Thursday, September 27, 2018

Here’s a Tip: Avoid Blurry Prints

When it comes to reproducing your art, resolution is everything. A low resolution will give your image a blurry effect when it’s printed, whereas a high resolution file gives the ability to print clearly and in a greater range of sizes. We regularly get emails from customers asking if their images are a high enough resolution to print, like this recent one: 

“I have an iPhone image that I am looking to have blown up on a canvas. I used a simple edit (Brilliance) and am wondering what the photo quality is going to be once enlarged. I'm looking to do a 14x10 image. Can you let me know what you think the print quality will be like?”
We actually printed this customer’s image on canvas at 14" x 10" and it wasn’t blurry. The image pixel dimensions are 3816 pixels x 2858 pixels, so at a selected size of 14" x 10," that makes the resolution 273 pixels per inch. Since the size that the customer has requested brought the resolution to 273 PPI (still considered high-res) the file worked perfectly for our purposes.

If you’re wondering whether your image has sufficient resolution, don’t worry. Our website has built-in checks and balances to ensure only high-resolution images are accepted. It will not allow you to upload images below 130 PPI (pixels per inch) which is the point at which low resolution becomes noticeable to the naked eye. Although we are capable of printing any resolution, it is not recommended that you try to print if the working resolution falls below our recommended threshold. The print industry standard for the "ideal" resolution for high-res print files is 300 PPI. The inkjet printers and workflows we have set-up at American Frame are much more tolerant than offset-lithographic technology and will give you good results as low as 130 PPI.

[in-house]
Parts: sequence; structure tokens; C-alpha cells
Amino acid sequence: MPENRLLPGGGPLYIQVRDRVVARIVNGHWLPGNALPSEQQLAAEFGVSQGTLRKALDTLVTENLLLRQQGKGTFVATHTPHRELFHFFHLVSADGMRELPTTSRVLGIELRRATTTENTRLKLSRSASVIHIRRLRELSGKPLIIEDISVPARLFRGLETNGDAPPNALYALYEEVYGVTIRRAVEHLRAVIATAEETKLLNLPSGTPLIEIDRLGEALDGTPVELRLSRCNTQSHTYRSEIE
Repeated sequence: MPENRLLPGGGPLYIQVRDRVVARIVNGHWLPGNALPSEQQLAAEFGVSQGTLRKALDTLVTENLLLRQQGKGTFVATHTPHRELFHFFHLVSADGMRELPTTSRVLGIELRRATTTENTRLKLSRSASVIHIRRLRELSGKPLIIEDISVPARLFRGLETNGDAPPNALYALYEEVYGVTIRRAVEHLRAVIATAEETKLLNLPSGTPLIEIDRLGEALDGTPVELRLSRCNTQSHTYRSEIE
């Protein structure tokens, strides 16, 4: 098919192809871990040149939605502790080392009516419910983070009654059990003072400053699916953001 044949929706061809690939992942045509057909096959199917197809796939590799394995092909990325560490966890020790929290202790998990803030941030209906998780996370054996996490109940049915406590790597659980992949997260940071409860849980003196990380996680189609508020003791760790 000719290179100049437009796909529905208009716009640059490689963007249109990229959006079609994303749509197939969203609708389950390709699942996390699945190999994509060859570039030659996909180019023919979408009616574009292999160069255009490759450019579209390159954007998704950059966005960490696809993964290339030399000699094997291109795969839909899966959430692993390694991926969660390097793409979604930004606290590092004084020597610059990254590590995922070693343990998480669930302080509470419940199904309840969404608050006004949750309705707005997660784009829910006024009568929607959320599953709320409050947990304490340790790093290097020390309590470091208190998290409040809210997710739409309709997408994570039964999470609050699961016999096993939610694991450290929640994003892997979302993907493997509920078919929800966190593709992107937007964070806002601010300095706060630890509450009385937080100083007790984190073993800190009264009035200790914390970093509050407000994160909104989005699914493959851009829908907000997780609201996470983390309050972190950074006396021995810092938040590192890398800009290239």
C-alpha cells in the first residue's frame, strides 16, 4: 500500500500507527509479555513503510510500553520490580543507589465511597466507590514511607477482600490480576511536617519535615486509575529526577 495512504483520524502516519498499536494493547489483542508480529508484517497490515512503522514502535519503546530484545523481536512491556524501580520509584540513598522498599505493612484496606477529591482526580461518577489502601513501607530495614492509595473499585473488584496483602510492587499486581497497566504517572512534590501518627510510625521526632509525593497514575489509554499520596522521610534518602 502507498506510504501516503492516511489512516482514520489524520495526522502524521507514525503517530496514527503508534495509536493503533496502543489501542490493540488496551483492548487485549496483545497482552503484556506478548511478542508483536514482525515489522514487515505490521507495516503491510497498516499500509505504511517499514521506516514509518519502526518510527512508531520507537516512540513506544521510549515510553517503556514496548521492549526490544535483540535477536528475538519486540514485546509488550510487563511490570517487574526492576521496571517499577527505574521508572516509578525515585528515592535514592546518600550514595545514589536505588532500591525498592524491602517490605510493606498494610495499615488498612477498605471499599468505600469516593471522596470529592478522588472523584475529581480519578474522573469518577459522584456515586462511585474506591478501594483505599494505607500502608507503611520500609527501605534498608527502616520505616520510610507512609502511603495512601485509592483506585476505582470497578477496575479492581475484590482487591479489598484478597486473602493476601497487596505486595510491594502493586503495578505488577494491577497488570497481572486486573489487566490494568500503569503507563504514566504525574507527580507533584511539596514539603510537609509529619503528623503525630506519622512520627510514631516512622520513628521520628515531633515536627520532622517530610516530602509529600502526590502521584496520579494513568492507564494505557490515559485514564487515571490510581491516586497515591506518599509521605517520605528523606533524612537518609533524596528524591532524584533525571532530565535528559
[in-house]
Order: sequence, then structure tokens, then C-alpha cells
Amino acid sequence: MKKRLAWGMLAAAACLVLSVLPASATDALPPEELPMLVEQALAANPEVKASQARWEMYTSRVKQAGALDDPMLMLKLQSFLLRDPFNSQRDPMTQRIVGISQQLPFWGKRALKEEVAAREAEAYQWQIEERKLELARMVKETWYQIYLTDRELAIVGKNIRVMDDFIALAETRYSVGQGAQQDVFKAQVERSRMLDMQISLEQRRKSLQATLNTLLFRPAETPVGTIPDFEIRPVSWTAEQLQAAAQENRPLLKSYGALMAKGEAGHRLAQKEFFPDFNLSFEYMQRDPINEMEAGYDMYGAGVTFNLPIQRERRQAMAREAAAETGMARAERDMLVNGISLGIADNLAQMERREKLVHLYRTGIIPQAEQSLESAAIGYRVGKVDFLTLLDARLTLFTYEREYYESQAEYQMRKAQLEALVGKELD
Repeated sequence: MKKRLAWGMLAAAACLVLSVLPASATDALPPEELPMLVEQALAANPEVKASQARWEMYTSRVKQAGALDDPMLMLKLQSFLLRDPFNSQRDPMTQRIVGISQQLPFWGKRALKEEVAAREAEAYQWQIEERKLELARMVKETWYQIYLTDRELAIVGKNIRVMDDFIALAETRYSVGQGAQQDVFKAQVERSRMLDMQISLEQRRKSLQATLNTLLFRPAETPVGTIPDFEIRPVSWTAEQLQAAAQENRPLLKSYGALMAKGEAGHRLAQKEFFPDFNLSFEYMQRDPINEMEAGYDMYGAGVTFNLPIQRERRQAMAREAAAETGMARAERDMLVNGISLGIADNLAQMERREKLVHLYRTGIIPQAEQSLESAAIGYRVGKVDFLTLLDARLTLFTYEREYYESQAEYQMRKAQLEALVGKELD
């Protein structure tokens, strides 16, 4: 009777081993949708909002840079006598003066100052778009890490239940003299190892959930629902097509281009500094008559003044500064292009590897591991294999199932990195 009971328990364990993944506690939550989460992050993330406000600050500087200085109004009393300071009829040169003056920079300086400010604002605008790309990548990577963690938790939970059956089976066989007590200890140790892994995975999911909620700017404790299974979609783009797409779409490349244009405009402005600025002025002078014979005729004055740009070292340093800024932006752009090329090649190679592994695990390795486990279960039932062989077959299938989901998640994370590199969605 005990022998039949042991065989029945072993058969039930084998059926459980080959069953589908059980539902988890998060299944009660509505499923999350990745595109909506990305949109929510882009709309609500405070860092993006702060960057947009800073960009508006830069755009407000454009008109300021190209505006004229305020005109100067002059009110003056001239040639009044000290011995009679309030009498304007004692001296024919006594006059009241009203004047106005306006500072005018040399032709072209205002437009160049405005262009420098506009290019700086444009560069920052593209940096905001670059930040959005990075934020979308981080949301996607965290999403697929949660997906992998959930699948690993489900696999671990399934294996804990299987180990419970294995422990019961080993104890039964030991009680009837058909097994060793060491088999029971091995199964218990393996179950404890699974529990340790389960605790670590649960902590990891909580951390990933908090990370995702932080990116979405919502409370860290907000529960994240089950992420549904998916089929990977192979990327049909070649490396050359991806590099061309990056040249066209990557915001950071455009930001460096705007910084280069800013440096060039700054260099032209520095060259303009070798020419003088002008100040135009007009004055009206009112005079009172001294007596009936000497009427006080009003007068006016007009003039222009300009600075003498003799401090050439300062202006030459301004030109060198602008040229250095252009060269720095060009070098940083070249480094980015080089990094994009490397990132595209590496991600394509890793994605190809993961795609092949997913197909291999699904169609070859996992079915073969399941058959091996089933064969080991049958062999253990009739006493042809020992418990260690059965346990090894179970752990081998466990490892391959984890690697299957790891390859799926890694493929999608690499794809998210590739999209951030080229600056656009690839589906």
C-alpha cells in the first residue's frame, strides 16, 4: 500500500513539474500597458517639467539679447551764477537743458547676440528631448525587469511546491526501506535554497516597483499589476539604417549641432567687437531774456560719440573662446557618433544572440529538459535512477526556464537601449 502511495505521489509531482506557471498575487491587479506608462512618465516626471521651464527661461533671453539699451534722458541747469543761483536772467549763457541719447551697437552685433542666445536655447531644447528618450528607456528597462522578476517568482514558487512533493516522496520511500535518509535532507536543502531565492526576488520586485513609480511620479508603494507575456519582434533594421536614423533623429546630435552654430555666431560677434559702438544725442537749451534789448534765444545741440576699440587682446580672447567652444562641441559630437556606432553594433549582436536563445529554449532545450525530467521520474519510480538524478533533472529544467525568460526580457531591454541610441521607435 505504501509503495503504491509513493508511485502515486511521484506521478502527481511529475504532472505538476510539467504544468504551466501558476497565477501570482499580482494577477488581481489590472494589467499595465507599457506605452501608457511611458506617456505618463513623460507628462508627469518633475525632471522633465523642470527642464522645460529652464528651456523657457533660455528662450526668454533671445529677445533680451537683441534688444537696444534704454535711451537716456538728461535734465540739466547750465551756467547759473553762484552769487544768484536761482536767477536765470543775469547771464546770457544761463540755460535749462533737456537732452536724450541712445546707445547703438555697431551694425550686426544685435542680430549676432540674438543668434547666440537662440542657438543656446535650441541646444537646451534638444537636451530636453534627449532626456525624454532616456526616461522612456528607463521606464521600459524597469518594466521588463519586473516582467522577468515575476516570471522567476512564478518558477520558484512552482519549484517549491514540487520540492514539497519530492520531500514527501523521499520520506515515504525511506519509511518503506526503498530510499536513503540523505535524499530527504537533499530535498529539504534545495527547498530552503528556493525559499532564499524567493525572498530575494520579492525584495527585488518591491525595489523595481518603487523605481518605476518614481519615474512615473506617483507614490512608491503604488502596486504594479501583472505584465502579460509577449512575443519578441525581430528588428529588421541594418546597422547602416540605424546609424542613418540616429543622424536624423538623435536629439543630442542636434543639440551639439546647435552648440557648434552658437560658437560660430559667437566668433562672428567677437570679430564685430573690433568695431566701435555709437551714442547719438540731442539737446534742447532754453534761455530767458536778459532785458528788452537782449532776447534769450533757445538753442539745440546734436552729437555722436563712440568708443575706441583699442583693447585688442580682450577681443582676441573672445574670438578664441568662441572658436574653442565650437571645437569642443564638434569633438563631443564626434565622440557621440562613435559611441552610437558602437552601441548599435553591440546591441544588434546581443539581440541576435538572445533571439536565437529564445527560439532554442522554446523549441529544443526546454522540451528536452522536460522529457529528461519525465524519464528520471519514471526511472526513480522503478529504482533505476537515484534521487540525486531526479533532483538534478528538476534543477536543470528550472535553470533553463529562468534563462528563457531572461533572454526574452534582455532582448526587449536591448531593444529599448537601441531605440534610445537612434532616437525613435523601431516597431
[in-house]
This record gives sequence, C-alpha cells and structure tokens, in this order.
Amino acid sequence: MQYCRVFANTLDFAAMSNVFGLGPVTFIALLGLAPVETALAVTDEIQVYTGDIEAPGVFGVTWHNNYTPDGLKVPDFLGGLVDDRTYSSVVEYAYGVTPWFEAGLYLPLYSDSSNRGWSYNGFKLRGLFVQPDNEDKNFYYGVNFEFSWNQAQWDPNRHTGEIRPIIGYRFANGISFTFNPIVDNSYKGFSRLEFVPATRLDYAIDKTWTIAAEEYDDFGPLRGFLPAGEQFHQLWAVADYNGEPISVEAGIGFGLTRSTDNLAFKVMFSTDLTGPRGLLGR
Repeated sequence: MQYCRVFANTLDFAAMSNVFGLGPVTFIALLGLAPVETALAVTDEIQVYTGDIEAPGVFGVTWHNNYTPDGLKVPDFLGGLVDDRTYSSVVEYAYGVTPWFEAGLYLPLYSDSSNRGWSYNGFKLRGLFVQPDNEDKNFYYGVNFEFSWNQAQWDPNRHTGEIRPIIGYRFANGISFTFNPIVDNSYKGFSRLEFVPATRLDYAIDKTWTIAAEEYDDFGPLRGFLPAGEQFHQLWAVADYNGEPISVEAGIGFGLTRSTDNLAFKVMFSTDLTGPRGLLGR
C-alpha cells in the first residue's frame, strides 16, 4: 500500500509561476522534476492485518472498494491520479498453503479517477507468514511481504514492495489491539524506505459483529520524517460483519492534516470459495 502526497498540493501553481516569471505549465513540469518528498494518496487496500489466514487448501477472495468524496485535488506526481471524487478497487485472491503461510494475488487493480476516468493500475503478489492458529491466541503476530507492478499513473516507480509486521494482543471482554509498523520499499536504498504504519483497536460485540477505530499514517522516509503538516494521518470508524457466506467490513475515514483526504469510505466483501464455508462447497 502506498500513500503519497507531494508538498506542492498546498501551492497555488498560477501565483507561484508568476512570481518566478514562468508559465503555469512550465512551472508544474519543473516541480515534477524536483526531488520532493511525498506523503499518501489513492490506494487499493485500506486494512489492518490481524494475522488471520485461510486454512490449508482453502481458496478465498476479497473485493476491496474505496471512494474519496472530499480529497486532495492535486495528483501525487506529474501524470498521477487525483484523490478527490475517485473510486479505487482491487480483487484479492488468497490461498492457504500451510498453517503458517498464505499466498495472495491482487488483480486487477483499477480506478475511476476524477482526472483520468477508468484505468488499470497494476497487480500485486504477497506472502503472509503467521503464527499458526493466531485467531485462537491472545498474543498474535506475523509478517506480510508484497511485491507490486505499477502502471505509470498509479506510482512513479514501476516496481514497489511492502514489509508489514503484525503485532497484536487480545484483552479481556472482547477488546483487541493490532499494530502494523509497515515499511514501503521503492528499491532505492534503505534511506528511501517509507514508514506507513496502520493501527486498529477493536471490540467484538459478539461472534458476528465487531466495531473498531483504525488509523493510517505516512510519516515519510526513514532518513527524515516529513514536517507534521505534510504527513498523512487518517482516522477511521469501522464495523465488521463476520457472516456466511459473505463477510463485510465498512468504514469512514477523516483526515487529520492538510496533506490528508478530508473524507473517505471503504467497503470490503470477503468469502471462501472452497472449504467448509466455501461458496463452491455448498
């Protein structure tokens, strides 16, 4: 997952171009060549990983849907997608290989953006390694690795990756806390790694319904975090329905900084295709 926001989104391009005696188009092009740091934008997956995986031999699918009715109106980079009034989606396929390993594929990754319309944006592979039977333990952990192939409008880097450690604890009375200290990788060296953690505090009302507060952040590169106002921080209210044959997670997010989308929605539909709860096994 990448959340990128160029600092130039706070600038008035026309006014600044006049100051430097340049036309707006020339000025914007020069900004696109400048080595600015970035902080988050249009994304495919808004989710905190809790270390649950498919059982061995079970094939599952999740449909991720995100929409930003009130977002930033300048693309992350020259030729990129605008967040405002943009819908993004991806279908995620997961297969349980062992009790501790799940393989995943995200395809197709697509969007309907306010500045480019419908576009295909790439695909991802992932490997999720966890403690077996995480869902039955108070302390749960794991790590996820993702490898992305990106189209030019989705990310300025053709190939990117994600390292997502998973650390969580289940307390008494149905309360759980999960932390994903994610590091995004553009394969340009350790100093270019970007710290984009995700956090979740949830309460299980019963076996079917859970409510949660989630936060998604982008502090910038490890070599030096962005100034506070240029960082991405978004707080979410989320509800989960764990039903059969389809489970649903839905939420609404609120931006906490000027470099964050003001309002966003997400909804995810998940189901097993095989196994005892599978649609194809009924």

Still concerned about your resolution? Order a proof. We offer two kinds of proofing, both for $9.50 per print. A color proof is an 8X10 inch reproduction of your image, on any paper we carry. A resolution proof is used for “blowing up” an image. It’s an 8X10 section of the image at the requested resolution so you can see if increasing the size will cause distortion. Need your image in a hurry? Both types of proof are available as a “soft proof” you can view on your computer, although a screen won’t show how colors will be displayed on your paper of choice, so if shades are particularly important, we recommend a proof by mail.
Have more questions? Read this blog post for helpful information about pixels and resolution.



  1. This is a very helpful blog post! It's really important to learn about file size and resolution when producing digital prints. I love that you can print proofs before you invest in a full sized print.

  2. Is PPI and DPI the same thing?

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  8. Yes! You are right avoid the blurry print but this only for hard copy but now a day blurry picture is the common in world because of DSLR cemra got famous through the blurry picture. But if we talk about the design so as best logo designer I can not agree with this.


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